Coyote Hunting – Playing the Wind and Other Setup Tips

Here are three key things you need to consider:

1. Never approach your hunting spot if the wind is going to blow your scent into the area that you expect the coyotes to be in. Even if there is only a 5 mile per hour breeze, coyotes more than a mile away can smell you. You will be busted before you even start. If you can’t get into your spot because of poor wind direction it’s best to save that hunting location for a later date when the wind will be more favorable.

2. When you do set up, remember that 99% of the time coyotes will attempt to circle downwind of the sound you are using. You will want to be able to see them when this happens. You need to set up where you have shooting opportunities as they circle toward the downwind side.

3. Always try to pick a downwind area that might allow a coyote a little bit of security as it approaches yet, still allows you a shot opportunity.

If you follow these three simple steps before you start calling you can greatly increase your coyote hunting success.

Recently some new products have shown up on the market designed to cover up your scent or to attract a coyote. I think most hunters are undecided on the effectiveness of these products. The chances are if a coyote gets downwind no matter what you did your hunt will be over. Unless you’re quick on the trigger or can hit a coyote running at 40 mph it’s best to avoid any chance for the coyote to get downwind.

Some more setup tips:

Your hunt starts the second you park your vehicle. If you think a coyote can see your vehicle from where you plan to set up or, from where they might approach, don’t park there. Coyotes are very leery of vehicles. Park your vehicle out of site and downwind from your hunting area. Do not slam the doors; quietly push them shut. You’re dealing with an animal that can hear a mouse squeak from 300 yards away. If you hunt, or ever get the opportunity to hunt, in some wide open areas you’ll see just how good a coyote’s hearing is.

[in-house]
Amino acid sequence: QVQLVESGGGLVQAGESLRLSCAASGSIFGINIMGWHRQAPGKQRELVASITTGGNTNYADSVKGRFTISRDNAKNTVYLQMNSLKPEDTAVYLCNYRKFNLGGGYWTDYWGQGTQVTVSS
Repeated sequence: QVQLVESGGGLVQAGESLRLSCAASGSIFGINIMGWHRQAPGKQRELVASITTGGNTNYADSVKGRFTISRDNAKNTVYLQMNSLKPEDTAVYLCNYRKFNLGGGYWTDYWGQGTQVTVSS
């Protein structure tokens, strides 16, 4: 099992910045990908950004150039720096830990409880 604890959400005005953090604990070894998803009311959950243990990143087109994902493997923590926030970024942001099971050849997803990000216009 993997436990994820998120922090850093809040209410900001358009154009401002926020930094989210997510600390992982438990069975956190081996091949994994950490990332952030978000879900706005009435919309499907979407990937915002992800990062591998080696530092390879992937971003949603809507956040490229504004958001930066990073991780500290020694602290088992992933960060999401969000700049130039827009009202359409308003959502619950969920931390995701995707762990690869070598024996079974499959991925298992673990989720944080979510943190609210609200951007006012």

Once you’re out of the vehicle, whisper or don’t talk at all. If you’re hunting with partners, now is not the time to stand outside your vehicle and discuss the details. This should have been done during the drive.

Move and walk as quietly as possible. Develop some hand signals with your hunting partners. When you’re walking to your spot, don’t skyline yourself. Use the surroundings to break up your outline as you walk quietly to your stand.

Don’t forget about the sun and try to use it to your advantage. It’s better to have the sun at your back and in the coyote’s face than the other way around.

Position yourself where you have a backdrop to hide your silhouette up against a bush, tree or on a hillside.

I usually like to wait about ten minutes before I start calling. This gives time for things to settle down and gives you a little time to look around and identifying areas that a coyote might approach from. They usually surprise you and come in from someplace unexpected but, sometime you’ll get lucky and one will come in exactly the way you planned it out.

Proper setup is just one part of a successful coyote hunt. Everything from scouting to calling needs to be factored in. These pointers will definitely increase your chances of a successful hunt.



Source by Todd Sullivan

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